Defense counsel’s failure to object to the search of his hotel room wasn’t prejudicial because inevitable discovery applied. He was accused of brandishing a gun shortly before, and the gun hadn’t been found. Officers had probable cause to get a search warrant, but they also had the public safety exception to find and neutralize the gun. Thompson v. United States, 2019 U.S. App. LEXIS 30918 (11th Cir. Oct. 17, 2019).
Despite some “confusing terminology,” the court finds the officer’s testimony credible on the dog sniff and it’s prelude. A second dog sniff of a vehicle shortly after the first is not a “search” either. United States v. Dunnigan, 2019 U.S. Dist. LEXIS 180018 (W.D. N.Y. Oct. 17, 2019).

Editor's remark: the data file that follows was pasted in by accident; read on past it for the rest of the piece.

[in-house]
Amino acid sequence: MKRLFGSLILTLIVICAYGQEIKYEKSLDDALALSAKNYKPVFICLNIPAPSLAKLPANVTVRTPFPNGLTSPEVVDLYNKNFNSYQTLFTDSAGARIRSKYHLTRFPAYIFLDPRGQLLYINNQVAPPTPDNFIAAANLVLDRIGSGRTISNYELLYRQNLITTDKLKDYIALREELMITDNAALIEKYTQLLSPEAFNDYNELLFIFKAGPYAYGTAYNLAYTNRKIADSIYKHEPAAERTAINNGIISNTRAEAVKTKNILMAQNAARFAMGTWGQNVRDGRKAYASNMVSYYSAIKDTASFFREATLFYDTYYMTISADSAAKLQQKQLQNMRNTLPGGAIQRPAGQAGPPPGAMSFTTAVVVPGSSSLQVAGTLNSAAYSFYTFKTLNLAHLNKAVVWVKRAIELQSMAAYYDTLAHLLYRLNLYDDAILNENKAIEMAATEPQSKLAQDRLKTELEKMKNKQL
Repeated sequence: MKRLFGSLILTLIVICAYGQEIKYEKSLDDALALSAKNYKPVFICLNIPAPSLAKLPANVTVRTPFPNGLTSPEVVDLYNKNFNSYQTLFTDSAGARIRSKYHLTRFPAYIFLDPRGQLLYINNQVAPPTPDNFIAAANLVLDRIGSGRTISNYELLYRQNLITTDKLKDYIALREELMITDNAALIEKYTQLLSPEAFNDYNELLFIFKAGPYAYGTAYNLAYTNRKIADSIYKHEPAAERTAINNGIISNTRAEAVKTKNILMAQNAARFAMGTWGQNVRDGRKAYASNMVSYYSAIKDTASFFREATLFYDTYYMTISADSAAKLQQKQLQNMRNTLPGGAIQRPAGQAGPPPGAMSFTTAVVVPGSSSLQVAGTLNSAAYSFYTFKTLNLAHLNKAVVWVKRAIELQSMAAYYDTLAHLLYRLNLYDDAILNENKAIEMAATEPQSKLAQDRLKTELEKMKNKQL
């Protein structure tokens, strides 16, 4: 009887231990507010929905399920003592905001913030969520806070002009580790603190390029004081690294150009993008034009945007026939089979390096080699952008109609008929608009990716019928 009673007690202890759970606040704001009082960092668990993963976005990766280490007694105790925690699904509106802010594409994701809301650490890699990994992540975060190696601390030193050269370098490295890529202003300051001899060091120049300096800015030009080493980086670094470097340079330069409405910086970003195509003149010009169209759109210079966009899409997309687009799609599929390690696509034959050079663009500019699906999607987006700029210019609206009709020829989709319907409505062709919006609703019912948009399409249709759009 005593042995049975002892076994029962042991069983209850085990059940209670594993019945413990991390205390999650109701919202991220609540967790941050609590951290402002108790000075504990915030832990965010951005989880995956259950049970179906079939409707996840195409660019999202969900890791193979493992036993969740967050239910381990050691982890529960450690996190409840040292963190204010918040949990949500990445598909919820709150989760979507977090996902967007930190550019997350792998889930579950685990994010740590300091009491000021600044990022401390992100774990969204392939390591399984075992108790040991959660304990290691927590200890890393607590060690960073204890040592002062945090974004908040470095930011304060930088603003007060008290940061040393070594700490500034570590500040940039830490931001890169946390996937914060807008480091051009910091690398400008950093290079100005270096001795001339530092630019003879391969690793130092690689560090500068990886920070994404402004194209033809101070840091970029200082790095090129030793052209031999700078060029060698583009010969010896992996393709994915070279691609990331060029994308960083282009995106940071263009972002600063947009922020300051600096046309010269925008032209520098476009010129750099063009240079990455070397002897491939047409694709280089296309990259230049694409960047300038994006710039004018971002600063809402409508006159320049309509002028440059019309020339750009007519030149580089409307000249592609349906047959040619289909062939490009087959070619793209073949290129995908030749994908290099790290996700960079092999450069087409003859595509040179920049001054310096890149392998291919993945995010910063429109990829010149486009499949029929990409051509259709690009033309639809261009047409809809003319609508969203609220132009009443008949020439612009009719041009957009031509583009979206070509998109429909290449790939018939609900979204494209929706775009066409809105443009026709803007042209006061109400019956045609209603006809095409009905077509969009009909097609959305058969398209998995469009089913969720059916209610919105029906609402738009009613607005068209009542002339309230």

On review of the USMJ’ R&R, the court concludes that there is something lacking. But, it’s not apparent the government will attempt to use what was derived from that stop in its case in chief. Once it decides, the hearing will reopen. United States v. Bourassa, 2019 U.S. Dist. LEXIS 180208 (N.D. Ga. Oct. 18, 2019).*